Southern spring game showcases new quarterbacks

The Southern offense won’t be the same next season without All-Southwestern Athletic Conference quarterback Dray Joseph.

But that doesn’t mean it can’t be as good or even better just because it’s different.

Southern’s spring game Saturday at A.W. Mumford Stadium demonstrated how the offense will evolve with an inexperienced quarterback in either Deonte Shorts or Francis Kennah and a deep stable of running backs.

Shorts and Kennah were among 10 players to rush the ball, and Southern ran it 45 times and threw it 27. Unofficially, the Jaguars rushed for 258 yards and passed for 120.

“The quarterbacks’ ability to run will put some pressure on defenses,” coach Dawson Odums said. “They’re a lot more mobile than Dray was, and we didn’t ask Dray to be mobile, because he was a pretty good pocket passer.

“Both these guys can stretch the field vertically and horizontally with their feet as well as their arms. They’re dual-threat guys, and I think that’s going to put a lot of pressure on defenses.”

Shorts, who has a slight edge on Kennah in the battle to start, was the more effective runner and Kennah the more effective passer. Shorts rushed eight times for 66 yards and Kennah rushed just twice for 16 yards.

Each had one touchdown pass as Kennah threw a 74-yarder to Dontrell Brown for the second team, and Shorts threw a 1-yarder to Bradley Coleman for the first team’s only touchdown. Kennah completed 7 of 16 for 120 yards, and Shorts completed 2 of 11 for 23 yards.

“We didn’t see the big plays that we would normally see in the passing game,” Odums said, “but that’s a testament to our defensive backs getting better.”

Kylum Favorite rushed seven times for 57 yards during the second-team offense’s first possession, a 14-play, 89-yard march that yielded a 36-yard field goal by Greg Pittman.

John West had a 40-yard touchdown run for the second team’s other touchdown, and Lenard Tillery, Malcolm Crockett, Herb Edwards and Jamarcus Jarvis combined for 73 yards as each had six carries.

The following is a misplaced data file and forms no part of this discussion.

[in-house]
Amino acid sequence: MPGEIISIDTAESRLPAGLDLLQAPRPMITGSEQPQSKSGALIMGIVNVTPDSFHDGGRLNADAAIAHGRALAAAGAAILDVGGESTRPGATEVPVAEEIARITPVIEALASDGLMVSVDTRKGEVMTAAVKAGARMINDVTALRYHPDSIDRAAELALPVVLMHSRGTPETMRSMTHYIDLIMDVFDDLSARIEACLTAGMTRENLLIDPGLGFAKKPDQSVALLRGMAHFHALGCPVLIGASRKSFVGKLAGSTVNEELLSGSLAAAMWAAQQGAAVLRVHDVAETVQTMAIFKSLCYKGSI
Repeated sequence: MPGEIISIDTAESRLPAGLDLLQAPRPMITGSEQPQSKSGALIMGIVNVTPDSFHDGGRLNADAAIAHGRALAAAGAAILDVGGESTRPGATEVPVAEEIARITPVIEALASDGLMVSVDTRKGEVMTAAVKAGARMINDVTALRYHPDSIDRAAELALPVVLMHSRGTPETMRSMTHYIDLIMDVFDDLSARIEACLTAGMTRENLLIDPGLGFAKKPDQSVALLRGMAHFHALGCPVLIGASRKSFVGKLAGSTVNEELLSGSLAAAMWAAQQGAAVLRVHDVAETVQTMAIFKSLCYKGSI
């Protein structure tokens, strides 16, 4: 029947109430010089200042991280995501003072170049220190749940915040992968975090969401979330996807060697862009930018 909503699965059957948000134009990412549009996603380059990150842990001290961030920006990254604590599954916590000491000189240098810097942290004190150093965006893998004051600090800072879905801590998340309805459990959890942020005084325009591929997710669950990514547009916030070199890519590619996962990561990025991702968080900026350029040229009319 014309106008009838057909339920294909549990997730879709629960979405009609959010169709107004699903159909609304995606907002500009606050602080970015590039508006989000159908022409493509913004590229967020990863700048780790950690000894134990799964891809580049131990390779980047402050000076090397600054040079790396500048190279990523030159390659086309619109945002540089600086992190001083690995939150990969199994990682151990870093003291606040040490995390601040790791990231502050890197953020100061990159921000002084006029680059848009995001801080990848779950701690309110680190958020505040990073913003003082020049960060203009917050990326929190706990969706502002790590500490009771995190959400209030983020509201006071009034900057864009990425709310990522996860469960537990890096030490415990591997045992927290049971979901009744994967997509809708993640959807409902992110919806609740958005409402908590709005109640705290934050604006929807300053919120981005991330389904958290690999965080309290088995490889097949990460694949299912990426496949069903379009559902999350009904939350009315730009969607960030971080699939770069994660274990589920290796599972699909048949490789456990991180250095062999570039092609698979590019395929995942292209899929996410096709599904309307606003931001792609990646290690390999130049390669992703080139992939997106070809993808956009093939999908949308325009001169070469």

“All of those guys do a good job of running the ball, so this year will be more of a balance for us,” Coleman said. “We’ll be able to run the ball and pass the ball, whichever way we want to attack a team that week.”

Odums said the depth at running back and experience on an offensive line that returns four starters will be key to Southern doing a better job of running the ball effectively, especially when preserving fourth-quarter leads.

The first-team defense held the first-team offense to 21 yards on 13 plays over the first four possessions. Then came Shorts’ touchdown pass to Coleman, an 8-yard scoring run by Crockett and a 15-yard drive to Matthew Hill’s 29-yard field goal.

“It’s our third year in the defense,” linebacker Daniel Brown said, “so everybody is more accustomed to what we need to do and how we need to do it.”

The second-team offense scored 10 points on its first two possessions, but lost a total of six yards on nine plays during its next three possessions.

Each offense started its final possession on the defense’s 20-yard line. The second-team defense forced Jamie Galvin’s 34-yard field goal, and the first team didn’t allow any points as Kevin King blocked Pittman’s 22-yard attempt on the final play.

“It got pretty intense on the goal line,” safety Dionte McDuffy said. “Anytime an offense gets near the goal line, you always want to do your best to keep them out of the end zone.”